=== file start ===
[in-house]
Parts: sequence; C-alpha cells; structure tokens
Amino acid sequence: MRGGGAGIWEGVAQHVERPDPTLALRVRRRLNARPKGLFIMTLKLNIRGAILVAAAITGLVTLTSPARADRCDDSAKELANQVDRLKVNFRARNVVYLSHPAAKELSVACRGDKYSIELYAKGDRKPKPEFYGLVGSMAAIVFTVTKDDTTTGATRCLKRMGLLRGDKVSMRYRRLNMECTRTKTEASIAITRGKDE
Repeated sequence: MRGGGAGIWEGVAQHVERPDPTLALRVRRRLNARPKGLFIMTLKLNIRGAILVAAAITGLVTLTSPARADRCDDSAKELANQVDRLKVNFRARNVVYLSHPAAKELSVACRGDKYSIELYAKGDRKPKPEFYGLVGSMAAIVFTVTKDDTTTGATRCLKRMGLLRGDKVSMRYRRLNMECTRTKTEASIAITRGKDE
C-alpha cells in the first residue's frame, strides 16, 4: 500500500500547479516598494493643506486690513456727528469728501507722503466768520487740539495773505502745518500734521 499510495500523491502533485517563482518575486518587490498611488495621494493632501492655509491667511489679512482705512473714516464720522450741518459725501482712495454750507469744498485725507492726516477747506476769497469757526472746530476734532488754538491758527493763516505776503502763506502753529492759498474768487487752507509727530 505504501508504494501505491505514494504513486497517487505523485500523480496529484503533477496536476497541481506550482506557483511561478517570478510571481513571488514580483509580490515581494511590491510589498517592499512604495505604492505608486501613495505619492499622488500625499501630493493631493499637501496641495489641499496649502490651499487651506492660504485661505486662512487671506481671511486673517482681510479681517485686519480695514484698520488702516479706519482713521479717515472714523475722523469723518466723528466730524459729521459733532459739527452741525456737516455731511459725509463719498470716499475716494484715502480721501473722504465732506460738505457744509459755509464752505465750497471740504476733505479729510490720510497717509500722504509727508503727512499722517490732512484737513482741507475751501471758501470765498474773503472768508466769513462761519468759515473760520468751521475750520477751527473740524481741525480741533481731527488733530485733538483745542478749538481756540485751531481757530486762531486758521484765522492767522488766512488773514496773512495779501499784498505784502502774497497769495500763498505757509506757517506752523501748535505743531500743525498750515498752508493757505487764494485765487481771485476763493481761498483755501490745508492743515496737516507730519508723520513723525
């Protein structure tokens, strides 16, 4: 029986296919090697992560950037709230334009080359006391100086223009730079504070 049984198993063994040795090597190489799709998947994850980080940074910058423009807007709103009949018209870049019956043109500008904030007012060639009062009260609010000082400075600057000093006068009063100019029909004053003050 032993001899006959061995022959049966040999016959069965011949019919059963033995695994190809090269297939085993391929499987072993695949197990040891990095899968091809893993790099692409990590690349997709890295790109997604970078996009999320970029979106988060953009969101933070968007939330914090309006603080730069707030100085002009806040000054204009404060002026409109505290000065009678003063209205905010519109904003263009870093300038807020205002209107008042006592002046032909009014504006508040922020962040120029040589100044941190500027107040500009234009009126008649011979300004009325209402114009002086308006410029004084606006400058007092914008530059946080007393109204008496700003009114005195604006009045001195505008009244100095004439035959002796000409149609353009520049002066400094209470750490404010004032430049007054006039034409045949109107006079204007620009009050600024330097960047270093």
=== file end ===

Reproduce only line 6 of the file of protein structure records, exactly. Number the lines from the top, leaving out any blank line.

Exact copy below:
């Protein structure tokens, strides 16, 4: 029986296919090697992560950037709230334009080359006391100086223009730079504070 049984198993063994040795090597190489799709998947994850980080940074910058423009807007709103009949018209870049019956043109500008904030007012060639009062009260609010000082400075600057000093006068009063100019029909004053003050 032993001899006959061995022959049966040999016959069965011949019919059963033995695994190809090269297939085993391929499987072993695949197990040891990095899968091809893993790099692409990590690349997709890295790109997604970078996009999320970029979106988060953009969101933070968007939330914090309006603080730069707030100085002009806040000054204009404060002026409109505290000065009678003063209205905010519109904003263009870093300038807020205002209107008042006592002046032909009014504006508040922020962040120029040589100044941190500027107040500009234009009126008649011979300004009325209402114009002086308006410029004084606006400058007092914008530059946080007393109204008496700003009114005195604006009045001195505008009244100095004439035959002796000409149609353009520049002066400094209470750490404010004032430049007054006039034409045949109107006079204007620009009050600024330097960047270093």